Vegan Charcuterie

Tasty Exercises in Vegetable Torture

Onion Confit

If you have alliumphobia or just “don’t like onions” you best turn-away now, because there’s nothing but pure onion flavor ahead! Or, if you fall into the latter camp, keep reading and you may recover slightly from your taste-threatening condition.

Ah, The Humble Onion, Je t’adore. So much has been said, and I won’t try to say it all again. But, if you are a lover of onions, you shouldn’t go another day without making your own onion confit. Confit is a fancy French word that means preserved. To my culinary mind, “preserved” usually means flavor. Whether it’s spices added to conceal the “off” flavors of preservation, or those abnormal flavors themselves, preserved foods often have more intensity than their fresh counterparts—think cucumbers and cucumber pickles for instance. However, this is not always the case, for while most people would find an entire fresh onion to be too strong to be palatable, caramelize that bad-boy and it’s a different story—this stuff is flavorful alright, but it’s the definition of mellow.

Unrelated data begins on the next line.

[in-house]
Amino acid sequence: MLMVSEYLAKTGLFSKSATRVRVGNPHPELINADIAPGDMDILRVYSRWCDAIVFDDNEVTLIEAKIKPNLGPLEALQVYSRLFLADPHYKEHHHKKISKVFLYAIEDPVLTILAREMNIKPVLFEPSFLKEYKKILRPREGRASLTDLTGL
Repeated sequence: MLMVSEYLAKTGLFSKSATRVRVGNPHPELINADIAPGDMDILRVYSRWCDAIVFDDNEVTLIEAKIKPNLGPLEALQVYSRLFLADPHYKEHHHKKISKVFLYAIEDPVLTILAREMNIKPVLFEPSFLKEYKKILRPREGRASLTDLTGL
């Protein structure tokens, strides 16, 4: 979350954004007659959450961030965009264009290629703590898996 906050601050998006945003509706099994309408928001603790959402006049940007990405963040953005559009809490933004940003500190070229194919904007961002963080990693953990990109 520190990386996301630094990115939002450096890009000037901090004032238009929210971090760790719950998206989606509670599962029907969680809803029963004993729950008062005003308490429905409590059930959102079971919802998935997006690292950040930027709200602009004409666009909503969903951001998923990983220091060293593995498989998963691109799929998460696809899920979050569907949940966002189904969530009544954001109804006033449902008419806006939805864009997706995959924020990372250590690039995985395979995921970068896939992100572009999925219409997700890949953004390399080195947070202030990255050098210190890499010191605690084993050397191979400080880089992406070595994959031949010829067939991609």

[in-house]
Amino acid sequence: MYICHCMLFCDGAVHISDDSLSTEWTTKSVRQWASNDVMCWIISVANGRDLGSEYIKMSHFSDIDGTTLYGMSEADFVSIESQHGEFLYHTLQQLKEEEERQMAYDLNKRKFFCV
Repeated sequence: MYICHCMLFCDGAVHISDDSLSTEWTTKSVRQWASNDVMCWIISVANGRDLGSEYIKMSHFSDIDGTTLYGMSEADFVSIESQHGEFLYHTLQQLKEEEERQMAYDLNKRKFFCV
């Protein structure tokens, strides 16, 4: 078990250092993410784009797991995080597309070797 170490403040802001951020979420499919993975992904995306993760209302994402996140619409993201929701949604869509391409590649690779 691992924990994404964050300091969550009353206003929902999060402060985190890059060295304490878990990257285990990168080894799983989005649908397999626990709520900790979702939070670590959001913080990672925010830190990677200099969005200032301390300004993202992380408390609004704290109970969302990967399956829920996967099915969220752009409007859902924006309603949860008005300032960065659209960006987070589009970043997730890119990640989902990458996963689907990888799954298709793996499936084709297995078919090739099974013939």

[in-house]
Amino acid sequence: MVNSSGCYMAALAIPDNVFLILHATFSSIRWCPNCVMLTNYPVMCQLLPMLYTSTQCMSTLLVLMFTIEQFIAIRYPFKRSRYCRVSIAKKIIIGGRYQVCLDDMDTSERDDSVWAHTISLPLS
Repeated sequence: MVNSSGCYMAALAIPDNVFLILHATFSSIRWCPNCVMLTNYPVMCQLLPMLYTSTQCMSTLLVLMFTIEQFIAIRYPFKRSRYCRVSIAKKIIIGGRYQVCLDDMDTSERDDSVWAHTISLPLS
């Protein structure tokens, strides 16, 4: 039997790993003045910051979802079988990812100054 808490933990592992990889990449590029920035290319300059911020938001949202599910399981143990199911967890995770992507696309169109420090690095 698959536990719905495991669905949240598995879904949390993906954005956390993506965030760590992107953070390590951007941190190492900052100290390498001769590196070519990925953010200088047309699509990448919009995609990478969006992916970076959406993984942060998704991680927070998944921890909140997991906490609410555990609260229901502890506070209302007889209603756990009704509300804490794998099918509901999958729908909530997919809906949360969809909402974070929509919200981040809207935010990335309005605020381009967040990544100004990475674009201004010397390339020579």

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Panch Puran Kabocha Sausage

Panch Puran Kabocha Sauasge

I was recently reading an old forum discussion about these ubiquitous steamed seitan sausages (the origin of which is unclear to me), and various posters were chiming-in about their fennel seed preferences. I’m firmly in the pro-fennel-seed-in-sausage camp and indeed the flavor of fennel seed is most strongly associated in my memories with italtian sausage, but the discussion got me to thinking about other fennel seed flavor combinations. My mind immediately went to the Indian subcontinent (as it usually does), and perhaps the second thing I associate with fennel seed is panch puran, a spice mixture which is the foundation of many Bangaladeshi curries and pickles.

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